Will clearly describe in writing how you plan to use any data collected, including for your use of MailChimp. You’ll get express consent to transfer data to MailChimp as part of this process, and you’ll otherwise comply with whatever privacy policy you have posted.

You will adopt and maintain a policy that complies with all applicable privacy laws and which is at least as stringent as our Privacy Policy (as modified by Campaign Monitor from time to time). You acknowledge that all personal information that you provide to us has been collected with the relevant individual’s consent, and that you have informed the individual of the purpose for which that information was collected, and that you may provide this information to us for the purposes of use in relation to the Services. You acknowledge that we may store the personal information that you provide to us on servers located in the United States of America, and you warrant that you have obtained the consent of the relevant individuals to the storage and transmission of their personal information in this manner.

Every email message sent in connection with the Products must contain an “unsubscribe” link that allows subscribers to remove themselves from your mailing list and a link to the then-current Customer Privacy Policy. Each such link must remain operational for at least 60 days after the date on which you send the message, and must be in form and substance satisfactory to us. You agree that you will not remove, disable or attempt to remove or disable either link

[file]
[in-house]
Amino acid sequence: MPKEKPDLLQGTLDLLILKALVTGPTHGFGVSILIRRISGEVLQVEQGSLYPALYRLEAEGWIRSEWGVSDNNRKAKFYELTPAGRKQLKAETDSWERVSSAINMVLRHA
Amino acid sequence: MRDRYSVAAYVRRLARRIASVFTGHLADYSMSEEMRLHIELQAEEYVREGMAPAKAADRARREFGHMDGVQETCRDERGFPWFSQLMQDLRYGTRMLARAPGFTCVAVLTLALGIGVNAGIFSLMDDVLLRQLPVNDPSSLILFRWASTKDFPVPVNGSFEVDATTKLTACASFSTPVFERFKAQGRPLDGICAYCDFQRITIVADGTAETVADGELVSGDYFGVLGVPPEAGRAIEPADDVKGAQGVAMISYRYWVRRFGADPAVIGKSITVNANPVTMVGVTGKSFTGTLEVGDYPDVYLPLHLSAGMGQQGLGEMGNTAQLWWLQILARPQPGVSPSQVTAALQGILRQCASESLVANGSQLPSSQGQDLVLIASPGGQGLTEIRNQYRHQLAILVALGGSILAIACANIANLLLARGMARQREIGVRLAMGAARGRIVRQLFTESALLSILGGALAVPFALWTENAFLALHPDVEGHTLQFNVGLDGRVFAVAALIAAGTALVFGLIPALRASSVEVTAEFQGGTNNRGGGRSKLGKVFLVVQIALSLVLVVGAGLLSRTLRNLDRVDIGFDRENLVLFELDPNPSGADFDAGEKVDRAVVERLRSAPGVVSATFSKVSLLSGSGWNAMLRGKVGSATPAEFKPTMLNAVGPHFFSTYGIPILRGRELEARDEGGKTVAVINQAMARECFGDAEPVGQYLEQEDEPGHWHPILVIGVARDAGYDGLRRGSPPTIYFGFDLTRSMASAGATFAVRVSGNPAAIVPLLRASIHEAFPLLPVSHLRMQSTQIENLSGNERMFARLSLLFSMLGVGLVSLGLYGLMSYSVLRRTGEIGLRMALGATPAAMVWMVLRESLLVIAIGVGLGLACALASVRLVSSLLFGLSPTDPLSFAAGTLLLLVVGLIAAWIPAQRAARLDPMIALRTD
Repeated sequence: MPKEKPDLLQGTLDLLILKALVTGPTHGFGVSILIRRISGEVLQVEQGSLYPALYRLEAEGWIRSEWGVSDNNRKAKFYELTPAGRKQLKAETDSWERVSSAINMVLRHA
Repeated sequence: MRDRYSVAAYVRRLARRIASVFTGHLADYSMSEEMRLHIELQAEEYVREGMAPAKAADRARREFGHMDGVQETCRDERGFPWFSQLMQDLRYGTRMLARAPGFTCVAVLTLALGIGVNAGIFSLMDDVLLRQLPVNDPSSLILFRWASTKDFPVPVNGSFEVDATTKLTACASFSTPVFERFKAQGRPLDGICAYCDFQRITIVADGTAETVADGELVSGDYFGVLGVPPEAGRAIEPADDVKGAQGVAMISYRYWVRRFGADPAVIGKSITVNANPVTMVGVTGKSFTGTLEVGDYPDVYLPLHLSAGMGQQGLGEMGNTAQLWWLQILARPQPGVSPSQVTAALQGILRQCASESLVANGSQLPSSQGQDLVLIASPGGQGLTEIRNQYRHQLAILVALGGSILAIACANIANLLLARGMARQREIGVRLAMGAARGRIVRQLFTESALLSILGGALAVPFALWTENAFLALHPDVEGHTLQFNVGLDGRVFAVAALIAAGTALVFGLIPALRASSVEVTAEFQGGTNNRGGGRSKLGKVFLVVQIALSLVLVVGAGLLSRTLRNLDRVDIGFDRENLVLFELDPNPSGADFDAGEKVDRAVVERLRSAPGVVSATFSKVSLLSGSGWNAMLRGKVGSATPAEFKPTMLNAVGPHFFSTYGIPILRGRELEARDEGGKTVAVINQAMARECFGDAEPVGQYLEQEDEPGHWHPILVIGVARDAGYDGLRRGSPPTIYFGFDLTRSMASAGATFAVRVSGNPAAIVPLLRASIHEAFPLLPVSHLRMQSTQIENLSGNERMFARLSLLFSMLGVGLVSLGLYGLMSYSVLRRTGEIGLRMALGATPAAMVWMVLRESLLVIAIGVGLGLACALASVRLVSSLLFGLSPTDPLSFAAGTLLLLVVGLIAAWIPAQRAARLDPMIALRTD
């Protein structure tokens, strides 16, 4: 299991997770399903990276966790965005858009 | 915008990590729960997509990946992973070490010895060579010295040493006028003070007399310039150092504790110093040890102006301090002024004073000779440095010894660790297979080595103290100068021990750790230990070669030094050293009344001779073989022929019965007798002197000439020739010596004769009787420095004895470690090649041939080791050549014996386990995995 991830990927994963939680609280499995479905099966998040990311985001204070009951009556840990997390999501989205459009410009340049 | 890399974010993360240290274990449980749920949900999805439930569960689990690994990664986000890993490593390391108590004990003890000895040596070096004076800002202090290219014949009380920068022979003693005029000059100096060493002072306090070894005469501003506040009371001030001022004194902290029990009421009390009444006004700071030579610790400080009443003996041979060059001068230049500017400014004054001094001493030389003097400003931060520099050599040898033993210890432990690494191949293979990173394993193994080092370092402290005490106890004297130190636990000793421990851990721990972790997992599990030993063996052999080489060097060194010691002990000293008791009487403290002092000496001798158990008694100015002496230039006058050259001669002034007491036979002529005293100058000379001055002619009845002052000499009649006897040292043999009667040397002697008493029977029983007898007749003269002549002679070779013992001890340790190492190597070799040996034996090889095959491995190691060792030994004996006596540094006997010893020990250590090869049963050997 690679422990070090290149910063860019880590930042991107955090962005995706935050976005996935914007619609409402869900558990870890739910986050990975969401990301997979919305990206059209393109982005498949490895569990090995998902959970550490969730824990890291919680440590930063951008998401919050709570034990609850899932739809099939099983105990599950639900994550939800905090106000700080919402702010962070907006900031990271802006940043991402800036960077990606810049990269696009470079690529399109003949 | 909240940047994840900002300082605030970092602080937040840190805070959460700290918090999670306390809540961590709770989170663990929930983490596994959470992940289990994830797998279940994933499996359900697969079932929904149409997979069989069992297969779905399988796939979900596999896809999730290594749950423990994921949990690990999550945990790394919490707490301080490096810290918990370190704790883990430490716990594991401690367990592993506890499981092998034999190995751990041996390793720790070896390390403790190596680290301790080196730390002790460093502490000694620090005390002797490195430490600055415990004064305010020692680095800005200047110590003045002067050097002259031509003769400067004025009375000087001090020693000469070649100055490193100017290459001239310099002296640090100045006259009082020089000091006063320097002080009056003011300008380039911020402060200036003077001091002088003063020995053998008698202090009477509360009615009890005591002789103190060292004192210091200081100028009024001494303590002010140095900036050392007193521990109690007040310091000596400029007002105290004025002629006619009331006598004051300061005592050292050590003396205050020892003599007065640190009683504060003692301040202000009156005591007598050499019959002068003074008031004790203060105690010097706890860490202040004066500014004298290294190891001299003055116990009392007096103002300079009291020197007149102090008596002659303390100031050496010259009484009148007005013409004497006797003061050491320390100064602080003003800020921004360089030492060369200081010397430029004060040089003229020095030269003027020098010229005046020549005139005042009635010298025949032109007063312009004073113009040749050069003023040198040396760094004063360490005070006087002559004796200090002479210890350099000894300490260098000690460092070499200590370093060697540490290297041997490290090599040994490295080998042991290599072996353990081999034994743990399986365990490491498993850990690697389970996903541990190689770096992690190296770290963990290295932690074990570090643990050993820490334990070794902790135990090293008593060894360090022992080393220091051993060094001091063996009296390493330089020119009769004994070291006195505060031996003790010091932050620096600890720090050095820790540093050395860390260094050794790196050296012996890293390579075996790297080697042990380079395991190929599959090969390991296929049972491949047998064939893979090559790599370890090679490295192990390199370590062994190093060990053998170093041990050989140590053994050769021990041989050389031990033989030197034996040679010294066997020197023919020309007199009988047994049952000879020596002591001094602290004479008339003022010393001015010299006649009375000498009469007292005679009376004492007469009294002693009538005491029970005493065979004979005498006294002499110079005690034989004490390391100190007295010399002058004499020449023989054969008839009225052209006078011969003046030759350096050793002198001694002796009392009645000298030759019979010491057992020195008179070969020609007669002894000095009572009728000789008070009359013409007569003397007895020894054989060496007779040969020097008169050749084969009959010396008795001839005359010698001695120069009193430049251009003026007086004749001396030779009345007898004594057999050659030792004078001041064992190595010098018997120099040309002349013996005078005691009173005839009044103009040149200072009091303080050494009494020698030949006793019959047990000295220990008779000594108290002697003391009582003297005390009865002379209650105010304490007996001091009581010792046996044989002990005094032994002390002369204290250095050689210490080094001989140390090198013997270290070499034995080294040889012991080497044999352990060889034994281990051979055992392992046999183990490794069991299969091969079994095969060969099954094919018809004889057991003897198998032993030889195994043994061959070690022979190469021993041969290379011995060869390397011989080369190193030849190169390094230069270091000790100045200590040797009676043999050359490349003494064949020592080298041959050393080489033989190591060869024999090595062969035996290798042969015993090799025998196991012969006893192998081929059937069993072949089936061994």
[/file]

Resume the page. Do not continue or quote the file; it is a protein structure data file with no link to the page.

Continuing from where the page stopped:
and among others

The Site and the Products shall only be used for lawful purposes and you shall use the Site and the Products only in compliance with this Agreement, the CAN-SPAM Act and regulations thereunder and all other applicable U.S., state, local and international laws in your jurisdiction, including but not limited to (a) Canada’s Anti-Spam Legislation and any other policies and laws related to unsolicited emails, spamming, privacy, obscenity, or defamation, copyright and trademark infringement and child protective email address registry laws (…)

You represent, covenant, and warrant that you will use the Services only in compliance with the Agreement and all applicable laws (including but not limited to policies and laws related to spamming, privacy, obscenity, or defamation).

and among others

You will adopt and maintain the Permissions and Privacy Policy, which may be modified by Mad Mimi from time to time.

Customer agrees that each email sent by Customer in connection with the Services shall contain a link to the then current Privacy Policy, unless Customer has obtained specific authorization from VerticalResponse to remove such link. Failure to comply with this requirement may result in a termination of Customer’s account by VerticalResponse